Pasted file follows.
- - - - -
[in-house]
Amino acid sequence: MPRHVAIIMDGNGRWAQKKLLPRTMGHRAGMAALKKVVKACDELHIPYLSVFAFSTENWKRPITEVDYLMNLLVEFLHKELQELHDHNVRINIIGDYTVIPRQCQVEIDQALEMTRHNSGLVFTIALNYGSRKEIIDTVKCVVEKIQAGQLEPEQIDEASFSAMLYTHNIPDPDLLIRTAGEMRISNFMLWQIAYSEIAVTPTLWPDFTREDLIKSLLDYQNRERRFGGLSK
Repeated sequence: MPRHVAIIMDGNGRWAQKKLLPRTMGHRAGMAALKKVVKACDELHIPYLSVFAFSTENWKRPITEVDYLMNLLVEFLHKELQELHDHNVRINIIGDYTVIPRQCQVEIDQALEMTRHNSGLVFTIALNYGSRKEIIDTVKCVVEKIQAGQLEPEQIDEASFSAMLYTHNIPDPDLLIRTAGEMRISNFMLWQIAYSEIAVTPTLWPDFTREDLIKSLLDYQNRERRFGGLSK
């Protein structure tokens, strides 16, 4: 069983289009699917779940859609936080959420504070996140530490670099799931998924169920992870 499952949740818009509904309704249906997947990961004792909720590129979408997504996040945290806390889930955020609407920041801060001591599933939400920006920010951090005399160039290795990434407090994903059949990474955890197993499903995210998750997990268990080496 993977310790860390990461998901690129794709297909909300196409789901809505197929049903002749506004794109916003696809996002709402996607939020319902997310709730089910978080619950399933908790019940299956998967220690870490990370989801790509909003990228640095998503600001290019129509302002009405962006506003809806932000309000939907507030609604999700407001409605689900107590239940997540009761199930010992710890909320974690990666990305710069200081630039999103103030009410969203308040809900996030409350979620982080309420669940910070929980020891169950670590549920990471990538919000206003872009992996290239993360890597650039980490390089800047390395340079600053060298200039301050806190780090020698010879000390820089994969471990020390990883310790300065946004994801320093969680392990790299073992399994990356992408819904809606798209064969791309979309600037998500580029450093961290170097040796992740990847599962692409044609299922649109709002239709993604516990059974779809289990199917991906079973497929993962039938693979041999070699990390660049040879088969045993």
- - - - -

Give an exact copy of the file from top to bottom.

[in-house]
Amino acid sequence: MPRHVAIIMDGNGRWAQKKLLPRTMGHRAGMAALKKVVKACDELHIPYLSVFAFSTENWKRPITEVDYLMNLLVEFLHKELQELHDHNVRINIIGDYTVIPRQCQVEIDQALEMTRHNSGLVFTIALNYGSRKEIIDTVKCVVEKIQAGQLEPEQIDEASFSAMLYTHNIPDPDLLIRTAGEMRISNFMLWQIAYSEIAVTPTLWPDFTREDLIKSLLDYQNRERRFGGLSK
Repeated sequence: MPRHVAIIMDGNGRWAQKKLLPRTMGHRAGMAALKKVVKACDELHIPYLSVFAFSTENWKRPITEVDYLMNLLVEFLHKELQELHDHNVRINIIGDYTVIPRQCQVEIDQALEMTRHNSGLVFTIALNYGSRKEIIDTVKCVVEKIQAGQLEPEQIDEASFSAMLYTHNIPDPDLLIRTAGEMRISNFMLWQIAYSEIAVTPTLWPDFTREDLIKSLLDYQNRERRFGGLSK
């Protein structure tokens, strides 16, 4: 069983289009699917779940859609936080959420504070996140530490670099799931998924169920992870 499952949740818009509904309704249906997947990961004792909720590129979408997504996040945290806390889930955020609407920041801060001591599933939400920006920010951090005399160039290795990434407090994903059949990474955890197993499903995210998750997990268990080496 993977310790860390990461998901690129794709297909909300196409789901809505197929049903002749506004794109916003696809996002709402996607939020319902997310709730089910978080619950399933908790019940299956998967220690870490990370989801790509909003990228640095998503600001290019129509302002009405962006506003809806932000309000939907507030609604999700407001409605689900107590239940997540009761199930010992710890909320974690990666990305710069200081630039999103103030009410969203308040809900996030409350979620982080309420669940910070929980020891169950670590549920990471990538919000206003872009992996290239993360890597650039980490390089800047390395340079600053060298200039301050806190780090020698010879000390820089994969471990020390990883310790300065946004994801320093969680392990790299073992399994990356992408819904809606798209064969791309979309600037998500580029450093961290170097040796992740990847599962692409044609299922649109709002239709993604516990059974779809289990199917991906079973497929993962039938693979041999070699990390660049040879088969045993």